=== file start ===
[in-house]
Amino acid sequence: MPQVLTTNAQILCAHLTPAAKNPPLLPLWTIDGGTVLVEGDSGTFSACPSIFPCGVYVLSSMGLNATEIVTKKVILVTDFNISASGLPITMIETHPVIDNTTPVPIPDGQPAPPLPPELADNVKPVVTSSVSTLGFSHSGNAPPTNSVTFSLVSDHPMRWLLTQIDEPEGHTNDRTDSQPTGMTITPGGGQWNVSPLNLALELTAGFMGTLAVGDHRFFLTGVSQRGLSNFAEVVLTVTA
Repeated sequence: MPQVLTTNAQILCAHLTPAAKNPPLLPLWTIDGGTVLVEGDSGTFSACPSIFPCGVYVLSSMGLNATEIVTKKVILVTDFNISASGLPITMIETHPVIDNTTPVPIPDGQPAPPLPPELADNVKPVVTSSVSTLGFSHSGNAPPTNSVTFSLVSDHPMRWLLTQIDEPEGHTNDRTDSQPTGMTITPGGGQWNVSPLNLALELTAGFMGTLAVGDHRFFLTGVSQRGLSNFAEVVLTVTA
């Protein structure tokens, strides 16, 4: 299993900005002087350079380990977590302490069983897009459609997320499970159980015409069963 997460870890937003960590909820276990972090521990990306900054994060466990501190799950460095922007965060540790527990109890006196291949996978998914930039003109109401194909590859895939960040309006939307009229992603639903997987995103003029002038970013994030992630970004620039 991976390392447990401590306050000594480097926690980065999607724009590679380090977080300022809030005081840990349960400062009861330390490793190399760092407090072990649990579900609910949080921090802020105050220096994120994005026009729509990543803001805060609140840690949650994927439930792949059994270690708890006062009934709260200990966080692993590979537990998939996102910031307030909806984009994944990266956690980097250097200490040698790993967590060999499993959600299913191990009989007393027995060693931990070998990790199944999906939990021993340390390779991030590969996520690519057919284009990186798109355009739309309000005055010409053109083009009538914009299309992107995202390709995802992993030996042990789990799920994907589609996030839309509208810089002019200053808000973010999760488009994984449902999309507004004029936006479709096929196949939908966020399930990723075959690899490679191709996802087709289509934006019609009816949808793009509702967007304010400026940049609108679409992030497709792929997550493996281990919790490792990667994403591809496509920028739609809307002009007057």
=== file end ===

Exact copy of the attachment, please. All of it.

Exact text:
[in-house]
Amino acid sequence: MPQVLTTNAQILCAHLTPAAKNPPLLPLWTIDGGTVLVEGDSGTFSACPSIFPCGVYVLSSMGLNATEIVTKKVILVTDFNISASGLPITMIETHPVIDNTTPVPIPDGQPAPPLPPELADNVKPVVTSSVSTLGFSHSGNAPPTNSVTFSLVSDHPMRWLLTQIDEPEGHTNDRTDSQPTGMTITPGGGQWNVSPLNLALELTAGFMGTLAVGDHRFFLTGVSQRGLSNFAEVVLTVTA
Repeated sequence: MPQVLTTNAQILCAHLTPAAKNPPLLPLWTIDGGTVLVEGDSGTFSACPSIFPCGVYVLSSMGLNATEIVTKKVILVTDFNISASGLPITMIETHPVIDNTTPVPIPDGQPAPPLPPELADNVKPVVTSSVSTLGFSHSGNAPPTNSVTFSLVSDHPMRWLLTQIDEPEGHTNDRTDSQPTGMTITPGGGQWNVSPLNLALELTAGFMGTLAVGDHRFFLTGVSQRGLSNFAEVVLTVTA
């Protein structure tokens, strides 16, 4: 299993900005002087350079380990977590302490069983897009459609997320499970159980015409069963 997460870890937003960590909820276990972090521990990306900054994060466990501190799950460095922007965060540790527990109890006196291949996978998914930039003109109401194909590859895939960040309006939307009229992603639903997987995103003029002038970013994030992630970004620039 991976390392447990401590306050000594480097926690980065999607724009590679380090977080300022809030005081840990349960400062009861330390490793190399760092407090072990649990579900609910949080921090802020105050220096994120994005026009729509990543803001805060609140840690949650994927439930792949059994270690708890006062009934709260200990966080692993590979537990998939996102910031307030909806984009994944990266956690980097250097200490040698790993967590060999499993959600299913191990009989007393027995060693931990070998990790199944999906939990021993340390390779991030590969996520690519057919284009990186798109355009739309309000005055010409053109083009009538914009299309992107995202390709995802992993030996042990789990799920994907589609996030839309509208810089002019200053808000973010999760488009994984449902999309507004004029936006479709096929196949939908966020399930990723075959690899490679191709996802087709289509934006019609009816949808793009509702967007304010400026940049609108679409992030497709792929997550493996281990919790490792990667994403591809496509920028739609809307002009007057």